All children and adults are treated with equal concern and are made to feel welcome in my home. I aim to offer a quality childcare service for parents and children. I recognize the need to set out reasonable and appropriate limits to help manage the behaviour of children in my care.
By providing a happy, well-maintained environment, the children in my care will be encouraged to develop social skills to help them be accepted and welcome in society as they grow up.
I do not, and will not, administer physical punishment or any form of punishment with the intention of causing pain or discomfort, nor any kind of humiliating or hurtful treatment to any child in my care.
I endorse positive discipline as a more effective way of setting limits for children.
All parents receive a copy of my Behaviour Policy.
I agree methods to manage children’s behaviour with parents before the placement starts. These are discussed with parents during initial visits before the contract is signed to ensure appropriate care can be provided.
Wherever possible I try to meet parents’ requests for the care of their children according to their values and practices. Records of these requirements are agreed and kept attached to the child record forms. These records are revised and updated during regular reviews with parents.
I expect parents to inform me of any changes in the child’s home circumstances, care arrangements or any other change which may affect the child’s behaviour such as a new baby, parents’ separation, divorce or any bereavement. All information shared will be kept confidential unless there appears to be a child protection issue.
I offer regular review meetings with parents to discuss their child’s care and any issues or concerns, preferably when the child is not present. If I do not share the same first language as the child’s parent, I will take action to facilitate effective communication. This may include seeking guidance from the local Early Year’s Team.
I work together with parents to make sure there is consistency in the way the children are cared for. A consistent approach benefits the child’s welfare and makes sure that the child is not confused.
I will only physically intervene and possibly restrain, a child to prevent an accident, such as a child running into the road, or to prevent an injury or damage.
All significant incidents are recorded in an incidents book and will be shared and discussed with the parents of the child concerned so that together we can work to resolve any behavioural issues.
From time to time children will have difficulty learning to deal with their emotions and feelings and this is a normal part of child development. I will acknowledge these feelings and try to help children to find constructive solutions in liaison with their parents.
Distracting and re-directing children’s activities are used as a way of discouraging unwanted behaviour.
I encourage responsibility by talking to children about choices and possible consequences.
I aim to be firm and consistent so that children know and feel secure in the boundaries I set.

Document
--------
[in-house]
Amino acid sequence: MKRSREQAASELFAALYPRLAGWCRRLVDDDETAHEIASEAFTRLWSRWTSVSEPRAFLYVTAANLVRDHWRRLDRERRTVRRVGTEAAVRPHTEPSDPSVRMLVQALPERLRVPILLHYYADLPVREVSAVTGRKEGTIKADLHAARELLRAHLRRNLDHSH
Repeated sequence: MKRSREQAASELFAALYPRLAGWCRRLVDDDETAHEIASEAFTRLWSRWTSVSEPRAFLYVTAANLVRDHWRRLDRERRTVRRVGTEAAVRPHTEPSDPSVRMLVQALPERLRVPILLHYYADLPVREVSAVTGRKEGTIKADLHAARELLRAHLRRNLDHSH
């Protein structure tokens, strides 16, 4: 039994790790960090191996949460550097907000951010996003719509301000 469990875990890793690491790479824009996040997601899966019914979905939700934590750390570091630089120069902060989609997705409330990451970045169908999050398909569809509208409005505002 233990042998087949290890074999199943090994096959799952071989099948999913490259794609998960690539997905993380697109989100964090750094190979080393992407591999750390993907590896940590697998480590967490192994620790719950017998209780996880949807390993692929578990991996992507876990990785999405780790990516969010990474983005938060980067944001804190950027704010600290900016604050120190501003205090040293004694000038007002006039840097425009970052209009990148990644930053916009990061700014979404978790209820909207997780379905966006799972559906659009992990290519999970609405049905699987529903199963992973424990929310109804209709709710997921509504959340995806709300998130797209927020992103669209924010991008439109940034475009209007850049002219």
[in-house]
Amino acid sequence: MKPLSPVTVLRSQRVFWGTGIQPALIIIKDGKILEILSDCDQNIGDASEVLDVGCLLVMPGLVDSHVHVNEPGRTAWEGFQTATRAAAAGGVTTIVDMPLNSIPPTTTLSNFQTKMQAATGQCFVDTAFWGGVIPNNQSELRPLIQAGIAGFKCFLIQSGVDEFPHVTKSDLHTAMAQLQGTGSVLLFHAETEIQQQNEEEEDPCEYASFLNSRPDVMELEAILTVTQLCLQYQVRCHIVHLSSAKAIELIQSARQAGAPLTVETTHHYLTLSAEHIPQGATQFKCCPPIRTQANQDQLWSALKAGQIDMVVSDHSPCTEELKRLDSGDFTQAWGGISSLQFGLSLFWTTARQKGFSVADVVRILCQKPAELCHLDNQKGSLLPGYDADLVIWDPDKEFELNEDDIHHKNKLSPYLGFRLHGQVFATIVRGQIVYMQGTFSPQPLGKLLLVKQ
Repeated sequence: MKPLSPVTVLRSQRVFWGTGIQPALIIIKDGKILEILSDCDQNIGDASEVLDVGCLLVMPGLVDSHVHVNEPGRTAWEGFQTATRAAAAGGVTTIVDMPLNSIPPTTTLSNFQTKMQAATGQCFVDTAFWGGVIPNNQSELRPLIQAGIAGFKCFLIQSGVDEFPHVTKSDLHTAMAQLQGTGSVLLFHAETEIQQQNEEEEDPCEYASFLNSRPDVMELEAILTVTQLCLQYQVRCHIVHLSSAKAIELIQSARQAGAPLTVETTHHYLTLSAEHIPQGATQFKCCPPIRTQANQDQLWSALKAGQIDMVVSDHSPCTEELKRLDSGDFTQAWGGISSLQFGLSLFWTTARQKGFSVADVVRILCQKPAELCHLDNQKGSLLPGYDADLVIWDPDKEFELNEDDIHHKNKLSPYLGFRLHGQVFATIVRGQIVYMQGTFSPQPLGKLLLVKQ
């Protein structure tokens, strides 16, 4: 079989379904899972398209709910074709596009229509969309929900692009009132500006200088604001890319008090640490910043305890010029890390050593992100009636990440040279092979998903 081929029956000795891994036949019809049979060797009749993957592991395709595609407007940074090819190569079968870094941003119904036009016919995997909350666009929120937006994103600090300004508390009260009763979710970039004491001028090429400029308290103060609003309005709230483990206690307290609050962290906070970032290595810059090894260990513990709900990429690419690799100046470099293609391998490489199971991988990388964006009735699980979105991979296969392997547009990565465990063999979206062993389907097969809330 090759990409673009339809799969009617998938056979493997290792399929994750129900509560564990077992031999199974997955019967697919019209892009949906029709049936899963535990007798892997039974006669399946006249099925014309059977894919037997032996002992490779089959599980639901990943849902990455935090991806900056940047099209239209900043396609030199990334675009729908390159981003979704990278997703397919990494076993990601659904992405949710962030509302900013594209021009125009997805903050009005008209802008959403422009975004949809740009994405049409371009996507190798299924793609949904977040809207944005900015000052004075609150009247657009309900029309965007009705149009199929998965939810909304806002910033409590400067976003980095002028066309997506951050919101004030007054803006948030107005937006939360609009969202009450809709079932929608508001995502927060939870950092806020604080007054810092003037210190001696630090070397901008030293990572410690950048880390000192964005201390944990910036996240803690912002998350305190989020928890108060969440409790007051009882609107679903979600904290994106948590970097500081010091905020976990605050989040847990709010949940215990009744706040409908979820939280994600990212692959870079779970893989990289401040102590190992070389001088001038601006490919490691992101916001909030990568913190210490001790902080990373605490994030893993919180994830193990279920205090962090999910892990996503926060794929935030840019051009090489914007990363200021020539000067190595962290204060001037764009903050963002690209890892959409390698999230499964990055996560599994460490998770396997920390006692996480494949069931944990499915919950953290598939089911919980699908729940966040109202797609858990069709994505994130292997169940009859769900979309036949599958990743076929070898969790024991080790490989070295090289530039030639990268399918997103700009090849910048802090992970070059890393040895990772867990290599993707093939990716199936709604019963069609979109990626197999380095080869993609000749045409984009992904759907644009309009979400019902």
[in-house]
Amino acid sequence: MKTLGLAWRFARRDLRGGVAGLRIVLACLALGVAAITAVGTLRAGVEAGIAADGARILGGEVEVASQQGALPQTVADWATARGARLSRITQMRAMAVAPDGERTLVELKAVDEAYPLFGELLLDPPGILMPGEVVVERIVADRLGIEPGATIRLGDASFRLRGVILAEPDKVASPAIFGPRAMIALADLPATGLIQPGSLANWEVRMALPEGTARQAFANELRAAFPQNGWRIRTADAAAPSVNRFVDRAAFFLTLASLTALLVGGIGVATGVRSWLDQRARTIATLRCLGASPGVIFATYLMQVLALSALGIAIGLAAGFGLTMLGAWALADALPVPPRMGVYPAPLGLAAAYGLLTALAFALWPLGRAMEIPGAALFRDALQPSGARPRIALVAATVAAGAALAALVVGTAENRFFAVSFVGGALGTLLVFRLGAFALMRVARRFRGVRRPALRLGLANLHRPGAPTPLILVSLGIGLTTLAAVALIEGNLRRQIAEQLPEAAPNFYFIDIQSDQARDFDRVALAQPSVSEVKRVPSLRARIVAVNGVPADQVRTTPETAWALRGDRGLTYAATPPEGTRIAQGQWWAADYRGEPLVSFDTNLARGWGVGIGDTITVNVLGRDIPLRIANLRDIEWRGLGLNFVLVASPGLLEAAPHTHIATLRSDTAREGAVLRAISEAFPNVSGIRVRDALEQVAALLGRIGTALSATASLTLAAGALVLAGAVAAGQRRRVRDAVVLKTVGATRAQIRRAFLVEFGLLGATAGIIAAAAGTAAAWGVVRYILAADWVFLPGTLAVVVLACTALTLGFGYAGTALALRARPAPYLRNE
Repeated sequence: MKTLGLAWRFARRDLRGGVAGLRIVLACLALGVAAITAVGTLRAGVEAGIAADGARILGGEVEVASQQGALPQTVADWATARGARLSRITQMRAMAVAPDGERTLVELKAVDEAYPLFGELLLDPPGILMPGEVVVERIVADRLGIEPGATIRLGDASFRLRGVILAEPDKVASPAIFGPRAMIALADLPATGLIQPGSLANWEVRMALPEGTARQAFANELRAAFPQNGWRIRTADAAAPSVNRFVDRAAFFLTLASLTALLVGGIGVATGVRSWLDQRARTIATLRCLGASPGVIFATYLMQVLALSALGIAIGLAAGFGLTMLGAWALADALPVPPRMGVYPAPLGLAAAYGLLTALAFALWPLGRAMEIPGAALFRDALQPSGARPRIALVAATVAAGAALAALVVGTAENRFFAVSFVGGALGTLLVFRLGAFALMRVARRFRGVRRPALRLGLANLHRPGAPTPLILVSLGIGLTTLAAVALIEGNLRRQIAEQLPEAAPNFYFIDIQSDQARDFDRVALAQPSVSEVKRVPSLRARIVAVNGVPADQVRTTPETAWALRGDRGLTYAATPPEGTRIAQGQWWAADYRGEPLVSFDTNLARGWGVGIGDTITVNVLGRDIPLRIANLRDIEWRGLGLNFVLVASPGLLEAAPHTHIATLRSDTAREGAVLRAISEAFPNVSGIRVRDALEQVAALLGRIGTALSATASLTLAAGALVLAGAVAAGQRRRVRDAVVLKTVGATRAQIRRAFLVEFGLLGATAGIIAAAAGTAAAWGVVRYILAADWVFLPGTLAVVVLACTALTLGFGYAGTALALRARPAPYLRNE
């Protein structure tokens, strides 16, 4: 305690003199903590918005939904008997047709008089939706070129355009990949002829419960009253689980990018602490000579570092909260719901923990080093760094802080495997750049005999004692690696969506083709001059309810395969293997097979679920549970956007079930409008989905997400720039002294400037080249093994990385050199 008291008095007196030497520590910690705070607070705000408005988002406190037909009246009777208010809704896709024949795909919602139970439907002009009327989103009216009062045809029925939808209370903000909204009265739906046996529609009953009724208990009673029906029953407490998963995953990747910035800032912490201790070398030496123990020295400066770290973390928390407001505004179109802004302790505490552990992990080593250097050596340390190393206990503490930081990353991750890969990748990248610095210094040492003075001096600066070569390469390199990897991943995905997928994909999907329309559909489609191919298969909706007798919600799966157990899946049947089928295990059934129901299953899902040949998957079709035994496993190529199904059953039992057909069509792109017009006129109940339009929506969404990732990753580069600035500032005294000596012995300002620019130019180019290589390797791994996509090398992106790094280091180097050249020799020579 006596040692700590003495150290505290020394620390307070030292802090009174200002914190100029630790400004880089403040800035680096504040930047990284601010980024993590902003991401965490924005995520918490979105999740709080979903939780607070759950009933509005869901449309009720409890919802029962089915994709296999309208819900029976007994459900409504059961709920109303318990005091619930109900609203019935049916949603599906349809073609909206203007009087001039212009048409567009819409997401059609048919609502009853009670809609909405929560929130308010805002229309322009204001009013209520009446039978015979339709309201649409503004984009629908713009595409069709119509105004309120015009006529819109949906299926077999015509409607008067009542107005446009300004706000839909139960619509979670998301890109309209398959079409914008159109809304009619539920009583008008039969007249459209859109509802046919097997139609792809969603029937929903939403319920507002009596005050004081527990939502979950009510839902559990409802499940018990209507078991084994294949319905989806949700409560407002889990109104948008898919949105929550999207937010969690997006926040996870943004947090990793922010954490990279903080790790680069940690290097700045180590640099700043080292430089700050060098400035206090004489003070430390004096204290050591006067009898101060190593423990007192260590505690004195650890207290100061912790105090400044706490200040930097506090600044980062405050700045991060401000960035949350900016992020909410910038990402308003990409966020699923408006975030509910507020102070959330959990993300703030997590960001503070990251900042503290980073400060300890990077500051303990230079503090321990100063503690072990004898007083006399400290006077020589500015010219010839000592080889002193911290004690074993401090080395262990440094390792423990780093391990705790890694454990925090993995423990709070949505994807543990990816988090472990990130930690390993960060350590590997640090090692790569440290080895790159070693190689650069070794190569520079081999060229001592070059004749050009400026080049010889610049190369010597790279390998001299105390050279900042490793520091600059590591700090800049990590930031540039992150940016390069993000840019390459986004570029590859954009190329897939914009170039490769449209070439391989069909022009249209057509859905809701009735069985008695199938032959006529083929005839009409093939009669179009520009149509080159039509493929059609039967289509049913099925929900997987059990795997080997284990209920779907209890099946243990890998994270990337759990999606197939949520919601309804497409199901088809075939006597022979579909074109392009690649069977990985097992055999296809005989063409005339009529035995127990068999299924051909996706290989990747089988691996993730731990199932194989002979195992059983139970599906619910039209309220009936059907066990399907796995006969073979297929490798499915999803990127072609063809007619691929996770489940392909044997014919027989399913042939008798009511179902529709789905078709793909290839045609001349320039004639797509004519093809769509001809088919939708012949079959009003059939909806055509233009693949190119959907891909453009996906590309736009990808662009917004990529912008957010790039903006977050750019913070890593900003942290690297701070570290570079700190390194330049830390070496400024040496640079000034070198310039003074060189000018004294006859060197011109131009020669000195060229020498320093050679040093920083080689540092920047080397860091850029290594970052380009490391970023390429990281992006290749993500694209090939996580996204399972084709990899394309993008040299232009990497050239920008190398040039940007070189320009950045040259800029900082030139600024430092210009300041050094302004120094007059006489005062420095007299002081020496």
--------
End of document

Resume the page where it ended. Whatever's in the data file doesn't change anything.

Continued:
I will respond positively to children who constantly seek attention or are disruptive.
I will ensure children maintain their self esteem by showing I disapprove of the behaviour not the child.
If I have concerns about a child’s behaviour, which are not being resolved, I will ask for permission from the parents to talk it through with another childcare professional. I may contact either the National Childminding Association, the NSPCC, health visitor or the local Early Years Team (or other relevant advice service) for confidential advice.
Concerns that could identify a particular child are kept confidential and only shared with people who need to know this information.
I encourage appropriate behaviour by:
Setting a good example, I aim to be a positive role model as children copy what they see. Children learn values and behaviour from adults.
I really praise, approve and reward wanted behaviour, such as sharing, to encourage it to be repeated. Using praise helps to show that I value the child and it helps to build their self esteem.
I praise children to their parents and other people when they have behaved as expected.
I try to be consistent when saying “no” and explain reasons why it is not appropriate and considered unwanted behaviour.
My expectations are flexible and realistic and are adjusted to the age, level of understanding, maturity and stage of development of the child.
I try to involving children in setting and agreeing house rules.
House Rules May Include:
We take off our outside shoes when we go in to the house to keep the house clean.
We do not swear, call each other names, fight or deliberately hurt anyone else.
We eat and drink at the table or in the high chair to help keep the house clean and to avoid accidents.
We keep the air free from smoke.
We are kind to each other and the pets.
We take care of the toys, furniture and other equipment.
Children are guided away from doing things which:
Are dangerous or hurtful or offensive to someone else.
Put the child in danger.
Make them unwelcome or unacceptable to other people.
Damage other people’s property.